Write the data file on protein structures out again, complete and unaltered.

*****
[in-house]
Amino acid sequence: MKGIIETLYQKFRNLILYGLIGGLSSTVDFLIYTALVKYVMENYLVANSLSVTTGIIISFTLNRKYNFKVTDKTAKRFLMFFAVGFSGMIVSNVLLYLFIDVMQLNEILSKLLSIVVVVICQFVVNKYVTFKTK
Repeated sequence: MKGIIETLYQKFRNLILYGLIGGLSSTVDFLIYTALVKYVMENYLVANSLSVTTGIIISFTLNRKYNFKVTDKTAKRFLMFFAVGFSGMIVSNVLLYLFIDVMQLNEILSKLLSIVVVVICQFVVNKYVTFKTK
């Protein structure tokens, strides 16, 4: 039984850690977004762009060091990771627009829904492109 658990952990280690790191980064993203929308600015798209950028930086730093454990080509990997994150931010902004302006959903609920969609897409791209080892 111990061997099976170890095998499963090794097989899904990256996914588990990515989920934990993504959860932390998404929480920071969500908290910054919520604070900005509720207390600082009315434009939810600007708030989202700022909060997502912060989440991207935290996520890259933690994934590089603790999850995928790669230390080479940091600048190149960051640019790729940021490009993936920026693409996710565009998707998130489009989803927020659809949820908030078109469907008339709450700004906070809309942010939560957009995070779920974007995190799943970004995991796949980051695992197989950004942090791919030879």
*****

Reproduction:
[in-house]
Amino acid sequence: MKGIIETLYQKFRNLILYGLIGGLSSTVDFLIYTALVKYVMENYLVANSLSVTTGIIISFTLNRKYNFKVTDKTAKRFLMFFAVGFSGMIVSNVLLYLFIDVMQLNEILSKLLSIVVVVICQFVVNKYVTFKTK
Repeated sequence: MKGIIETLYQKFRNLILYGLIGGLSSTVDFLIYTALVKYVMENYLVANSLSVTTGIIISFTLNRKYNFKVTDKTAKRFLMFFAVGFSGMIVSNVLLYLFIDVMQLNEILSKLLSIVVVVICQFVVNKYVTFKTK
């Protein structure tokens, strides 16, 4: 039984850690977004762009060091990771627009829904492109 658990952990280690790191980064993203929308600015798209950028930086730093454990080509990997994150931010902004302006959903609920969609897409791209080892 111990061997099976170890095998499963090794097989899904990256996914588990990515989920934990993504959860932390998404929480920071969500908290910054919520604070900005509720207390600082009315434009939810600007708030989202700022909060997502912060989440991207935290996520890259933690994934590089603790999850995928790669230390080479940091600048190149960051640019790729940021490009993936920026693409996710565009998707998130489009989803927020659809949820908030078109469907008339709450700004906070809309942010939560957009995070779920974007995190799943970004995991796949980051695992197989950004942090791919030879």